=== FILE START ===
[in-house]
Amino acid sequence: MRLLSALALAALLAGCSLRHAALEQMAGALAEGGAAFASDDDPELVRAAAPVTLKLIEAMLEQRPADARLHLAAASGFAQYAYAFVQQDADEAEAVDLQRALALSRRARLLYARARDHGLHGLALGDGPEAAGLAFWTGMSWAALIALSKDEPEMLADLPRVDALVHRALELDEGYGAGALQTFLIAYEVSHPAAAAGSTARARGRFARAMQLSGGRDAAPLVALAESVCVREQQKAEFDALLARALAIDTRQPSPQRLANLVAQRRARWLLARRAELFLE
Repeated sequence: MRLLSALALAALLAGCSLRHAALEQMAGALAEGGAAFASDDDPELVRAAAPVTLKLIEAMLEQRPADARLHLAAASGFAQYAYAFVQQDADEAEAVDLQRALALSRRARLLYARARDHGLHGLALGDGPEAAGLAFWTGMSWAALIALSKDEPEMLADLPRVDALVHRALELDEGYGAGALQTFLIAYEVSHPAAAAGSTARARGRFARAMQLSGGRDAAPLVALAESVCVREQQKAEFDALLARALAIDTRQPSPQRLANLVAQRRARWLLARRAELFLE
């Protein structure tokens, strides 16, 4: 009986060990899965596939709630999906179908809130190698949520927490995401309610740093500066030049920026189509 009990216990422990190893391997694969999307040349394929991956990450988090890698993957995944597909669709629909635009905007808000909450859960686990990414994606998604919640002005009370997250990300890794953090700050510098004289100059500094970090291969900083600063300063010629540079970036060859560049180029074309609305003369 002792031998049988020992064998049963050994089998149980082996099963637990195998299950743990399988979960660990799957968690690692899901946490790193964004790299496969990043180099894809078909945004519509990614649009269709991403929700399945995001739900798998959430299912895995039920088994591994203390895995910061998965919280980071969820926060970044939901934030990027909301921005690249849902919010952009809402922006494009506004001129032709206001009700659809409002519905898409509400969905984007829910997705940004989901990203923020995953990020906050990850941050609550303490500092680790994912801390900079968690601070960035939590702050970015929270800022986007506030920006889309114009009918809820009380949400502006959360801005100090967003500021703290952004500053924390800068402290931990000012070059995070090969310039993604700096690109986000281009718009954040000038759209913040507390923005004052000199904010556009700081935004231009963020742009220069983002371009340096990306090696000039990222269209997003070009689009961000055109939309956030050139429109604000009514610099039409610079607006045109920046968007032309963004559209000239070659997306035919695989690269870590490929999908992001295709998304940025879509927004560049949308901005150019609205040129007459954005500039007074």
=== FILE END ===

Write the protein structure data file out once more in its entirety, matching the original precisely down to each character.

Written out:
[in-house]
Amino acid sequence: MRLLSALALAALLAGCSLRHAALEQMAGALAEGGAAFASDDDPELVRAAAPVTLKLIEAMLEQRPADARLHLAAASGFAQYAYAFVQQDADEAEAVDLQRALALSRRARLLYARARDHGLHGLALGDGPEAAGLAFWTGMSWAALIALSKDEPEMLADLPRVDALVHRALELDEGYGAGALQTFLIAYEVSHPAAAAGSTARARGRFARAMQLSGGRDAAPLVALAESVCVREQQKAEFDALLARALAIDTRQPSPQRLANLVAQRRARWLLARRAELFLE
Repeated sequence: MRLLSALALAALLAGCSLRHAALEQMAGALAEGGAAFASDDDPELVRAAAPVTLKLIEAMLEQRPADARLHLAAASGFAQYAYAFVQQDADEAEAVDLQRALALSRRARLLYARARDHGLHGLALGDGPEAAGLAFWTGMSWAALIALSKDEPEMLADLPRVDALVHRALELDEGYGAGALQTFLIAYEVSHPAAAAGSTARARGRFARAMQLSGGRDAAPLVALAESVCVREQQKAEFDALLARALAIDTRQPSPQRLANLVAQRRARWLLARRAELFLE
């Protein structure tokens, strides 16, 4: 009986060990899965596939709630999906179908809130190698949520927490995401309610740093500066030049920026189509 009990216990422990190893391997694969999307040349394929991956990450988090890698993957995944597909669709629909635009905007808000909450859960686990990414994606998604919640002005009370997250990300890794953090700050510098004289100059500094970090291969900083600063300063010629540079970036060859560049180029074309609305003369 002792031998049988020992064998049963050994089998149980082996099963637990195998299950743990399988979960660990799957968690690692899901946490790193964004790299496969990043180099894809078909945004519509990614649009269709991403929700399945995001739900798998959430299912895995039920088994591994203390895995910061998965919280980071969820926060970044939901934030990027909301921005690249849902919010952009809402922006494009506004001129032709206001009700659809409002519905898409509400969905984007829910997705940004989901990203923020995953990020906050990850941050609550303490500092680790994912801390900079968690601070960035939590702050970015929270800022986007506030920006889309114009009918809820009380949400502006959360801005100090967003500021703290952004500053924390800068402290931990000012070059995070090969310039993604700096690109986000281009718009954040000038759209913040507390923005004052000199904010556009700081935004231009963020742009220069983002371009340096990306090696000039990222269209997003070009689009961000055109939309956030050139429109604000009514610099039409610079607006045109920046968007032309963004559209000239070659997306035919695989690269870590490929999908992001295709998304940025879509927004560049949308901005150019609205040129007459954005500039007074």